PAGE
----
Archives For Laker Analysis

No matter your personnel’s skill or experience, there are principles about designing a schematically sound offense that are consistent everywhere. Incorporating some of these principles can make your offense good. Having most of them can make it great. Having all of them can make it elite.

I’ve been openly critical about how poor the Lakers have been in many of these areas, so I decided I’d bring some potential solutions to the table. Below is a link to a PDF of a Laker playbook that’d match their current personnel and would be much better than what they currently run. It’s comprised of plays from other teams, as well as many plays that I designed or are from plays I diagrammed that other teams run that I made adjustments to (that follow the principles below).

Link to Ideal Laker Playbook:

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It’s been a minute since our last podcast, so Pete and I had a little ground to cover. In our latest, we talk some of the roster moves in the last couple of weeks — specifically wondering if Tyler Ennis is really going to be the backup PG and if Vander Blue can make the final roster.

We also get into whether Lonzo can truly be a culture changer on the floor, or if he might experience some culture clash with some veterans who’s style of play to this point might not jibe as much with how Lonzo will try to play. We specifically talk Randle, Clarkson, and Lopez and how used they are to being ball dominant players.

Lastly, we get into Kyle Kuzma and whether he should get minutes at SF considering the glut of guys who will need to see minutes at PF while also understanding how shallow the team is on the wing behind Ingram. It’s a good discussion and it was good to be back talking Lakers basketball with Pete.

Click through to give the entire show a listen.

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He is a power forward who does not shoot threes (not yet, at least). He’s not especially long and is not a classic “big” defender who patrols the back line as a paint protector. He is a power player who loves his face up game. A player who, though very much left hand dominant, loves to drive hard to his right hand on initial moves. He is 6’9″ 250 pounds of down-hill, runaway train who does his best work in the open court.

In other words, Julius Randle’s game is not what you would expect. Not from a “modern” NBA power forward. Not in general. He’s unconventional in most every preconceived notion of style and game for today’s NBA at the PF position. And I love him for it. Give me Tasmanian Randle in the bunker next to me any day and let’s go to battle.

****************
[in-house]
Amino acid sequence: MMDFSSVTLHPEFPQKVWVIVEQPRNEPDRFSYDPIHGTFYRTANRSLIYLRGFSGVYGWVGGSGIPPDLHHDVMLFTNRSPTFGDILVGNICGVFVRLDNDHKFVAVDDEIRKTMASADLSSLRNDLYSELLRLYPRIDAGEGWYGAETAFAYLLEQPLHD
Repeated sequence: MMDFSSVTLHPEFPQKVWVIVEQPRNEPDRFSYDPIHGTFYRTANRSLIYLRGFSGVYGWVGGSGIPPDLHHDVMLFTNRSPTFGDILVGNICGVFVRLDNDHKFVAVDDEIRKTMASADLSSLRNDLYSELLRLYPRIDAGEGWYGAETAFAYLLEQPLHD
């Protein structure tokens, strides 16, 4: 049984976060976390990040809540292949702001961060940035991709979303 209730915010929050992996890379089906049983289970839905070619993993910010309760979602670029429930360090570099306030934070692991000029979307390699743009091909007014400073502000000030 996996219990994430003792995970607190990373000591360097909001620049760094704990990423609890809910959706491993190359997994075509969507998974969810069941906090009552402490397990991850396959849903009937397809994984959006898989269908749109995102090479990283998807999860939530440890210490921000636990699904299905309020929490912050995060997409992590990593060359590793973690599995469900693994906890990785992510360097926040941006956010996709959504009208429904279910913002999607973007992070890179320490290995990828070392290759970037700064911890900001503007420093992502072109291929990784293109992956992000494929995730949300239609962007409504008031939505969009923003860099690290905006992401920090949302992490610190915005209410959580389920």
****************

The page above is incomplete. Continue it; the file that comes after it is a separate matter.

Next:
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We are roughly a month and a half from training camps opening and a 10+ weeks until the dawn of the regular season. A lot can change between now and then. Free agency (or what’s left of it at this point), trades, and injuries all can shape the trajectory of a team between now and mid-October.

We all understand this. Still, though, it’s always interesting to me to know what forecasting models and group-think projections say about how good or bad teams will be next season. I have participated in large sample group projections in the past for ESPN. I was part of the early iterations of the NBA Rank project (I stopped after the first two years) and I have offered win projections as part of their summer forecast series that has outperformed Vegas bookmakers.

This isn’t to pat anyone on the back. My point is to say that there is value in what these projections say, even if they’re not always right. And, to be clear, they’re not always right.

So, in saying all that, ESPN’s Kevin Pelton has released a stats only win projection for every team in the league for the 2017-18 season. It’s under ESPN’s Insider umbrella, so it is paid content. You can read the entire thing here, if you have a subscription. I do. So I read it. This article is actually free. So, better for you!

Before we get into the Lakers, piece, though, here’s Pelton explaining the model:

As in past seasons, I’ve put together projected playing time based on a formula that estimates games missed by taking into account the number missed over the past three seasons (adjusted for any offseason injuries/suspensions) and my own guesses at how rotations will shake out.

Most veteran players are rated using the multiyear, predictive version of RPM, adjusted for the typical aging curve. Newcomers to the league and players who played too little for an RPM rating are rated using their projected offensive and defensive ratings from my SCHOENE projection system, which incorporates translated performance in the NCAA and professional leagues besides the NBA.

For those who are not aware, RPM prefers to ESPN’s metric of Real Plus Minus — a sort of “all in one” stat which balances player production against the players he shares the court with (both teammates and opponents). It is supposed to wade through some of the noise which comes from various lineup configurations, strength/weakness of teammates and/or opponents, etc.